So there the boulder sits, left by a glacier thousands of years ago, he has withstood the wind and rain while all round the soft limestone has slowly dissolved away leaving him standing on his rocky pedestal. I first stumbled across this stone while wandering across the moor only to rediscover him once again this summer fifteen years later. But in the life span of this rock fifteen years is just a blink of his gritstone eye, he sees the world in terms of geomorphology, the literal evolution of the landscape over millennia, not by the ticking of a clock. What is a mere decade and a half compared to the passing of an ice age? My first photograph failed to deliver due to a light leak in my camera, this time things went much better but I’m sure I will return again for a third attempt maybe in another fifteen years, and he will still be there waiting for me.
The photograph was taken with my DIY Ensign 820 Wide Angle camera with Fomapan 100 film developed in 510 Pyro, I then contact printed it on expired vintage Agfa Brovira grade 5 paper.
Well I’m all for adventure and searching out the new, but sometimes it’s good to go with what you know, and not to overlook what is really just on your own doorstep. I must admit though most people aren’t so fortunate as to live on the edge of Teesdale, an area of outstanding natural beauty and England’s last wilderness so I guess I’m a bit spoilt when it comes to places to go out and take photographs. Same goes for my photography equipment, at times it’s better to go with the devil you know and stick to proven materials, that way if you’re out in the hills and lucky enough to stumble upon the perfect vista you can have some confidence that you may have a decent image at the end of it. Having said that, sometimes you just can’t help yourself and a new black and white film (a very rare thing these days in the digital age) comes on the market you just had to give it a try. So with a with a day of stormy weather forcasted a 20 minute drive to the other side of the dale and I was parking up on the slopes below the rocky gritstone outcrop of Goldsborough, with a couple of darkslides loaded with the new Adox CHS 100 II film.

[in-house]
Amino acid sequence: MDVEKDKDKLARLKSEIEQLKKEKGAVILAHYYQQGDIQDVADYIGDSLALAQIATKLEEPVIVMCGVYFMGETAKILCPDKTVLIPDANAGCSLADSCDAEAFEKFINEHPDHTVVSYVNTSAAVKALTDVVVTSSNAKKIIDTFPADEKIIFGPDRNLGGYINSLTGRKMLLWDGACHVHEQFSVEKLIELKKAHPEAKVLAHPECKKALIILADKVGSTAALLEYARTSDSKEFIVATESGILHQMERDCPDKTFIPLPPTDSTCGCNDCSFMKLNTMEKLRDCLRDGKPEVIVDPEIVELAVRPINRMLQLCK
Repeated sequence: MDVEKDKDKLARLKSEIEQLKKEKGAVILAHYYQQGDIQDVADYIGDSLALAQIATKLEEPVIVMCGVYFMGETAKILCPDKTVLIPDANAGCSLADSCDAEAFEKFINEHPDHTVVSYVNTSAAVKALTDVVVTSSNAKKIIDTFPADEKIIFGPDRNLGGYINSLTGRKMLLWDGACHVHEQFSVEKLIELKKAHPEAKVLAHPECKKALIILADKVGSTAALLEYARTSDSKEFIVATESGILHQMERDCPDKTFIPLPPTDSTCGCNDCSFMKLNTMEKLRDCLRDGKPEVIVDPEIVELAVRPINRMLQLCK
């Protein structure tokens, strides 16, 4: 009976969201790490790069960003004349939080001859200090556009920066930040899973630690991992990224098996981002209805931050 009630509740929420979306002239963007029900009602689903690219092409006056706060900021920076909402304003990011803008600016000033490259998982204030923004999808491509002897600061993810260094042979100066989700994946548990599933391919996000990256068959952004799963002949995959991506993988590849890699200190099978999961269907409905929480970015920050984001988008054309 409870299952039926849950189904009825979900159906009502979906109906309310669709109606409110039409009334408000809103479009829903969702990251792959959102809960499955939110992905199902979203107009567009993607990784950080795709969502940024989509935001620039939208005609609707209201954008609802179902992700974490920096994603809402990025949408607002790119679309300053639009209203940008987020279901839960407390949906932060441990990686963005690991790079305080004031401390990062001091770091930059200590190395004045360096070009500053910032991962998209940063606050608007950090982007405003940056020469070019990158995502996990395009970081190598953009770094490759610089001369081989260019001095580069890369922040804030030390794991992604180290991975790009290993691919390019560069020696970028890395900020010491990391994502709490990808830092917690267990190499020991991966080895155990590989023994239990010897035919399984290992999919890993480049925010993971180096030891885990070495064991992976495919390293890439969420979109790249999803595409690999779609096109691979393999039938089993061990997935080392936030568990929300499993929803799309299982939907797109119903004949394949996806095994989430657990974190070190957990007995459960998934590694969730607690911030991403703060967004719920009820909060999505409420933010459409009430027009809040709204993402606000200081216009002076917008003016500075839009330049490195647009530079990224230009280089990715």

Hanging Crag, Goldsborough, 90mm Schneider Angulon, Adox CHS 100 II.
The views from the top of the crag were stunning and made even more dramatic by encroaching heavy showers and storm clouds. I managed a few exposures until the wind started to pick up bringing with it a sweeping curtain of rain. Back home with a good brew in hand I started developing the films, and just incase anyone is interested here is what I did… I decided to use Tanol, a fine grain staining developer made by Moersch Photochemie. Because this is a new film I got in touch with Wolfgang Moersch and he recommended I develop the film for 10 mins at 20 degrees agitating constantly first full minute and then 4 times every 30 secs thereafter, this was all after a 3 min pre-soak in water. For a stop bath I simply used plain water and then fixed with a non aggressive alkali fixer. The results were great, sharp smooth grain with a good balance between highlights and shadows, I couldn’t ask for better!! Well that’s about it, a bit of a dry and techy post but I hope someone may find it some help.